Quickly Mark Up Similar Words in a Passage

A good friend recently emailed me explaining that while studying Philippians in the ESV he noticed the words persecutor in 3:6 and press in 3:12 and 3:14 were all the same Greek lemma. He then asked if there was an easy way to automatically obtain a lemma count as well as highlight the same lemmas in a passage. The answer? Yes.

The document, Word List, provides a lemma count while a Visual Filter automatically highlights the text. In this blog, however, I want to show you how to utilize a search to quickly “highlight” the same or similar lemmas in a passage.

  • Open the ESV to Philippians 3:1 where Paul cautions against legalism (A)
  • Right click on the word persecutor in 3:6 (B)
  • Select from the Context menu, the lemma dioko (C)
  • Select Search this resource (D)

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  • Make sure the verse range is set to an option, such as the New Testament, which includes Philippians (E)

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  • Notice Logos “highlights” the active search results in a peachy color which reveals, as my friend pointed out, persecutor in 3:6 and press in 3:12 and 3:14 are all “highlighted’ because they’re all the same Greek lemma (F)

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You can, of course, execute additional right mouse searches for other lemmas. As you generate new searches, Logos opens new Search panels and “highlights” those active results in the same peachy color. The result is you may end up with 10 Search panels open (G) and a lot of peachy words in the biblical text. (H)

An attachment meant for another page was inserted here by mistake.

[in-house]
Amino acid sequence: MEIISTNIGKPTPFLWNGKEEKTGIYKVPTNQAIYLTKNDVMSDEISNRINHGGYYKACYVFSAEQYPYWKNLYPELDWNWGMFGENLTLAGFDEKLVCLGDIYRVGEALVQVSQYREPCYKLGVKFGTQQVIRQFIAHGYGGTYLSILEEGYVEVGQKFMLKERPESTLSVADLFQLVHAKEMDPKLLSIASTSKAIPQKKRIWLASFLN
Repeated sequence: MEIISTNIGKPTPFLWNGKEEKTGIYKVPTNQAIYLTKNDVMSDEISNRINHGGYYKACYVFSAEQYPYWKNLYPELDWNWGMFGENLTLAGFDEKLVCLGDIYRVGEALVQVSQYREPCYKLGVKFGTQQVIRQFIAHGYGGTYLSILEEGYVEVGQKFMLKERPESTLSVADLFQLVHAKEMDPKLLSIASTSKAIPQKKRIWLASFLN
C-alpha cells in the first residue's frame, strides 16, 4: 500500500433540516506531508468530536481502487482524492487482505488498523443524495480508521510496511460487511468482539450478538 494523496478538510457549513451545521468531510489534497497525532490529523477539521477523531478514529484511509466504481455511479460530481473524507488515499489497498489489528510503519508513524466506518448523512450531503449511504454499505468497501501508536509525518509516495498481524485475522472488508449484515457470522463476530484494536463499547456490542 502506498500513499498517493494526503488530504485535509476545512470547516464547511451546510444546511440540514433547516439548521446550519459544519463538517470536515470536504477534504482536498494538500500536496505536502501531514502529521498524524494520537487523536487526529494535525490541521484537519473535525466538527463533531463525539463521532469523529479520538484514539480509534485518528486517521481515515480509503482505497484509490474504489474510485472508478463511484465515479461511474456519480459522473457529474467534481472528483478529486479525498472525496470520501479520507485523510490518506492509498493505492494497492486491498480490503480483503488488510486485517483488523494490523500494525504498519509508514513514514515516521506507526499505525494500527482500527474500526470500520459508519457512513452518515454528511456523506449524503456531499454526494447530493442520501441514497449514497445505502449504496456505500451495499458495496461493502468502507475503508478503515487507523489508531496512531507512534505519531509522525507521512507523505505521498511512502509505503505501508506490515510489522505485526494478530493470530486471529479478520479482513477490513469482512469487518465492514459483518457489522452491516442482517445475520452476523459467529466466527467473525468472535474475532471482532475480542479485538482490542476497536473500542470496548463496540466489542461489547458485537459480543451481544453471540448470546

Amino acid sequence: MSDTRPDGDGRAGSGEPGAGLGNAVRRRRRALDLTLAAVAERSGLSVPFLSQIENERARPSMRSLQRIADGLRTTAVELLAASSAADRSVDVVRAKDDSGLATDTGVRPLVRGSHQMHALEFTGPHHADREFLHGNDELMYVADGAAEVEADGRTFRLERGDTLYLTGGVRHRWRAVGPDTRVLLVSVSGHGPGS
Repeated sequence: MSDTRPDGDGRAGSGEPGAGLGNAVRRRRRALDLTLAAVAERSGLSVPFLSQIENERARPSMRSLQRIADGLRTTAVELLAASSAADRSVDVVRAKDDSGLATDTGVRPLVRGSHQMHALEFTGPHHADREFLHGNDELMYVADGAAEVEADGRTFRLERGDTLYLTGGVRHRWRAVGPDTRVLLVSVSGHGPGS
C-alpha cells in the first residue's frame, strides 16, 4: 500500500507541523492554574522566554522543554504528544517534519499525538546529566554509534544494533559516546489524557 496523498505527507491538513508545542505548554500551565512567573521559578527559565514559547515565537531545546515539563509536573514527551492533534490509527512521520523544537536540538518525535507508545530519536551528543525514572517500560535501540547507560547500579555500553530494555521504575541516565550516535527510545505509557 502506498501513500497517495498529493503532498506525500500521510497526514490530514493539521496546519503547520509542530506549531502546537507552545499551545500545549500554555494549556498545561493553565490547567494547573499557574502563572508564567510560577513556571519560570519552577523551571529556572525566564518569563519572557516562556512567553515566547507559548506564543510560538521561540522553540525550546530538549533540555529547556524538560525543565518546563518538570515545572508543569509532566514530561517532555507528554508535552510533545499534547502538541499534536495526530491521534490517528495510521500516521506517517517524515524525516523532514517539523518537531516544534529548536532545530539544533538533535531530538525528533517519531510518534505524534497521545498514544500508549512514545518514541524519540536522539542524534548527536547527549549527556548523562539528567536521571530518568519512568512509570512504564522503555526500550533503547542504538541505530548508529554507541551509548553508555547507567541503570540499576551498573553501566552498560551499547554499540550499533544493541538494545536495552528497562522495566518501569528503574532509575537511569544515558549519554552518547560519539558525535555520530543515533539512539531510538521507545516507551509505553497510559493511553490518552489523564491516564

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To prevent new Search panels from opening:

  • Choose the panel menu on the original Search panel (I)
  • Select Send searches here (J)
  • Notice Logos places a target on the Search panel menu (K), now when you execute new right mouse searches, the new results replace the existing results in this one search panel

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The lemma or dictionary form of a word is the same Hebrew or Greek word regardless of its specific construction. In other words, the lemma may be a verb and searching for that lemma finds all occurrences of the verb whether it’s tense is present, aorist, subjunctive, etc.

Let’s say, however, a word has both a noun and verb form. Searching for the lemma will not locate both. A lemma search is restricted to one part of speech.

To locate similar lemmas, but not the same, search for the root:

  • Right click on the word perfect in 3:12 (L)
  • Select from the Context menu the root telos (M)
  • Select Search this resource (N)

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  • Notice the words perfect (verb in 3:12 ), mature (adjective in 3:15), and end (noun in 3:19) are all “highlighted” because they are similar lemmas sharing the same root (O)

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Try this root search with joy in 1:3 and notice how many peachy words appear in Philippians!

This quick way of searching and temporarily “highlighting” words in a passage can be very useful in the observation phase of Bible study. Sometimes it reveals themes or repeated subjects such as joy, gospel, and service in Philippians.

Please, however, note a couple observations:

  • The same lemma in different contexts may have different meanings
  • Just because lemmas may share the same root does not automatically imply those lemmas share similar meanings

Use this blog to help with observation, but always move into the interpretation phase of Bible study to answer the questions raised during observation.

For more Logos training, be sure to check out the new Camp Logos 1 currently on pre-pub.

And for live, hands-on training, be sure to register for an upcoming Camp Logos live training seminar, including events in Columbus, Georgia and Louisville, Kentucky.

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